Russian capsule docks at space station

A Russian space capsule carrying a three-man crew has docked safely at the International Space Station.

    The survival of the space station depends on Russia

    NASA astronaut Michael Foale and Russia's Alexander Kaleri blasted off in a Soyuz TMA-3 from Russia's Baikonur cosmodrome in Kazakhstan on Saturday at the start of their 200-day mission.


    Spaniard Pedro Duque has accompanied them and will do a week of experiments before returning to Earth with the outgoing team, which was waiting on the station for the new crew to arrive.




    "Everything went well, as expected. There was no need for interference by the crew," a mission control official said by telephone shortly after the docking. "The docking was at 1116 hrs (0716 GMT)."


    After checking for leaks, the new crew is expected to crawl through a hatch into the station and meet their fellow astronauts at about 1000 GMT.


    American Edward Lu and Russian Yuri Malenchenko have not seen anyone but each other for six months, although Malenchenko managed to overcome the initial objections of Russian space officials and marry his fiancee via a satellite video link.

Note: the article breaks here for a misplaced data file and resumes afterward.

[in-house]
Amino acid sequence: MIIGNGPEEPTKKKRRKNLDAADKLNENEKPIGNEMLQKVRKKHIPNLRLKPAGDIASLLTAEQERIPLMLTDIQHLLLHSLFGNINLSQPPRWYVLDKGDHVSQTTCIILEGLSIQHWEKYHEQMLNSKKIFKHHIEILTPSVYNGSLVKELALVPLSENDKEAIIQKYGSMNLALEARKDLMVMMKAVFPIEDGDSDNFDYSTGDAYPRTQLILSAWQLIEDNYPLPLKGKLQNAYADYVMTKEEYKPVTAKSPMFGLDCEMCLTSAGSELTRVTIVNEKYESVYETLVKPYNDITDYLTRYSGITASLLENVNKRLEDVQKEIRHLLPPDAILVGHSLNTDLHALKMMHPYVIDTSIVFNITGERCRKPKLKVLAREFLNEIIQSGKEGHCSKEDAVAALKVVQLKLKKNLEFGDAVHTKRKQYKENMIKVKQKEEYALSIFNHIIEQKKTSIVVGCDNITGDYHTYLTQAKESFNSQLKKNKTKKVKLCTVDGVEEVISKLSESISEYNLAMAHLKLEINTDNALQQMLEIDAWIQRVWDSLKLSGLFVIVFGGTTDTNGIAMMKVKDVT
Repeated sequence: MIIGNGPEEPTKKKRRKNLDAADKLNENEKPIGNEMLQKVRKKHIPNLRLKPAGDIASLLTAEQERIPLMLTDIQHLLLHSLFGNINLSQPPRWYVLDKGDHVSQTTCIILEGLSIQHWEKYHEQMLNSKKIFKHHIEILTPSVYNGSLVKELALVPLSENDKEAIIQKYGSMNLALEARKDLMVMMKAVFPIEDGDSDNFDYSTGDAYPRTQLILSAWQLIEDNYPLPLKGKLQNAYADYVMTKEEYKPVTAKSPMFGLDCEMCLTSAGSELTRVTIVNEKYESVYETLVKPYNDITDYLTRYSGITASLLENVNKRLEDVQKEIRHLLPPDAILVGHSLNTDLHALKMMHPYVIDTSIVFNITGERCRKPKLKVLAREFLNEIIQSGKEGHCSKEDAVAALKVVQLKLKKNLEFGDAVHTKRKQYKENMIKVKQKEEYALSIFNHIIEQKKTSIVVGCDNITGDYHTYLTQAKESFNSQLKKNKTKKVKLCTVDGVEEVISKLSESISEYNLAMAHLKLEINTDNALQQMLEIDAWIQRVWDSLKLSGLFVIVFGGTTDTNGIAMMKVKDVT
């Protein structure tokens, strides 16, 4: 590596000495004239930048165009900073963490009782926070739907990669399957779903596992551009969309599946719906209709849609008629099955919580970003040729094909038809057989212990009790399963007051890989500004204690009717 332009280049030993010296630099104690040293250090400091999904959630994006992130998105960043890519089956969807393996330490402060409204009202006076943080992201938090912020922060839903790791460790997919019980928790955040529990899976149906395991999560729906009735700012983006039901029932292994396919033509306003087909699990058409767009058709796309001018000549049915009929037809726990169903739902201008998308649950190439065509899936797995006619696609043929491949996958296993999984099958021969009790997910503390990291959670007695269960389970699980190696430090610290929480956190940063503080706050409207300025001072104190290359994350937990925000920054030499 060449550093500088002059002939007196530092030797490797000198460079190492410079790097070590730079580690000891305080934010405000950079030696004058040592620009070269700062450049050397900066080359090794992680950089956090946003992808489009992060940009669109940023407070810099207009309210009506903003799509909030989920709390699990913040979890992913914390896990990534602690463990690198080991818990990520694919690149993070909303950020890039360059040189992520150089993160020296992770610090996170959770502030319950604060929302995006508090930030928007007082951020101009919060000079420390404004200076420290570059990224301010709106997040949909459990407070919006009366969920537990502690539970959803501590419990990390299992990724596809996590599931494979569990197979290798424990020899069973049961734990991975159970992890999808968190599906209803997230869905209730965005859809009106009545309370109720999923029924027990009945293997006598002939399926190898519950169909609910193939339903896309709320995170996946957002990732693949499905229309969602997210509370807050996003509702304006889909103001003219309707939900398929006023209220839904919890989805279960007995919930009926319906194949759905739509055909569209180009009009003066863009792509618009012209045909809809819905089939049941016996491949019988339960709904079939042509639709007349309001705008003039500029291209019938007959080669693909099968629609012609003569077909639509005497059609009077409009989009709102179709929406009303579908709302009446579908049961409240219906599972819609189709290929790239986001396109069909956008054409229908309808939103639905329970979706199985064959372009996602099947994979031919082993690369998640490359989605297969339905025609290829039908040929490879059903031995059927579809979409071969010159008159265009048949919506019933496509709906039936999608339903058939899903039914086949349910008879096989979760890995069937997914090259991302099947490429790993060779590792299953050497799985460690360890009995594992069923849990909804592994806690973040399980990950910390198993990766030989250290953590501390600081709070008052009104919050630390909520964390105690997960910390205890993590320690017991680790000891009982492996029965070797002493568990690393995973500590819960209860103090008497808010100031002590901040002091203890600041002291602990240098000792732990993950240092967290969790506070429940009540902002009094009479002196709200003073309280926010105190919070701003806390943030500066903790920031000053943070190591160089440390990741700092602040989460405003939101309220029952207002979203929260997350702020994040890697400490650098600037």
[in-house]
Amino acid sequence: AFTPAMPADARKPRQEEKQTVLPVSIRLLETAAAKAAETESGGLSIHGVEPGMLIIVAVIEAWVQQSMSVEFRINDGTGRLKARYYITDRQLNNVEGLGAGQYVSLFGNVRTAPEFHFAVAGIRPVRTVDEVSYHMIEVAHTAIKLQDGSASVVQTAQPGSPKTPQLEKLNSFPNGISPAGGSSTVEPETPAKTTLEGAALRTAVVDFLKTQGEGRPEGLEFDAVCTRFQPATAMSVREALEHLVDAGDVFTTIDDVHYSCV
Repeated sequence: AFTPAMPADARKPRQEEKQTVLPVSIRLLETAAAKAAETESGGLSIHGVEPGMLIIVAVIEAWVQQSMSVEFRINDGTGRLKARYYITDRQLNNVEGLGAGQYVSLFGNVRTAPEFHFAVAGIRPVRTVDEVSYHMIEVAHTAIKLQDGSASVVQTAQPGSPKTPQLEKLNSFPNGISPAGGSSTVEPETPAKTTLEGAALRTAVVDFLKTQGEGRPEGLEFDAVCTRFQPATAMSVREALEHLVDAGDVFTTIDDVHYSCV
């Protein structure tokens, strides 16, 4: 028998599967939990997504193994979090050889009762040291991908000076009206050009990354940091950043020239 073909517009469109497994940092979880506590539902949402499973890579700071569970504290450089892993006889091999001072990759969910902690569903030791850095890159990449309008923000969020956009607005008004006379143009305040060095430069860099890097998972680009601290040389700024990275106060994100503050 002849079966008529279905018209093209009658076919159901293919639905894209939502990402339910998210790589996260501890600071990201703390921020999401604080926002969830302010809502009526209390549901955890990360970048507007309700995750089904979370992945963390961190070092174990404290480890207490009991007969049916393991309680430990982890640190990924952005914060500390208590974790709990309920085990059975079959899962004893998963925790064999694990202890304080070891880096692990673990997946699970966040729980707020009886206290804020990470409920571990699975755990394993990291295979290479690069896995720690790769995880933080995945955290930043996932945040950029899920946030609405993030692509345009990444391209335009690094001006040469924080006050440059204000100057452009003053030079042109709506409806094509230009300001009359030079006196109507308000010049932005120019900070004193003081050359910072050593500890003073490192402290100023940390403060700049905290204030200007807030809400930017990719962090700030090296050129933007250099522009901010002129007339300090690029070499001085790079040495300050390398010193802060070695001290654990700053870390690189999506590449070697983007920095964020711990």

"Everything went well, as expected. There was no need for interference by the crew"

    Unnamed Russian mission control official

    The ISS project's survival depends on Russia, which has launched all manned and cargo flights to the station since February when the US Columbia shuttle disintegrated on re-entry, killing seven crew on board.


    Funding concerns plague the ISS, with Russia saying it needs more money to continue servicing it.


    Uncertain finances could prompt a delay in the launch to the station of the next Progress cargo ship, from November to January.


    The success of China's first manned flight last week has sparked speculation that it could join the ISS venture. 

    SOURCE: Reuters


    Interactive: How does your country vote at the UN?

    Interactive: How does your country vote at the UN?

    We visualised 1.2 million votes at the UN since 1946. What do you think are the biggest issues facing the world today?

    'We were forced out by the government soldiers'

    'We were forced out by the government soldiers'

    We dialled more than 35,000 random phone numbers to paint an accurate picture of displacement across South Sudan.

    Interactive: Plundering Cambodia's forests

    Interactive: Plundering Cambodia's forests

    Meet the man on a mission to take down Cambodia's timber tycoons and expose a rampant illegal cross-border trade.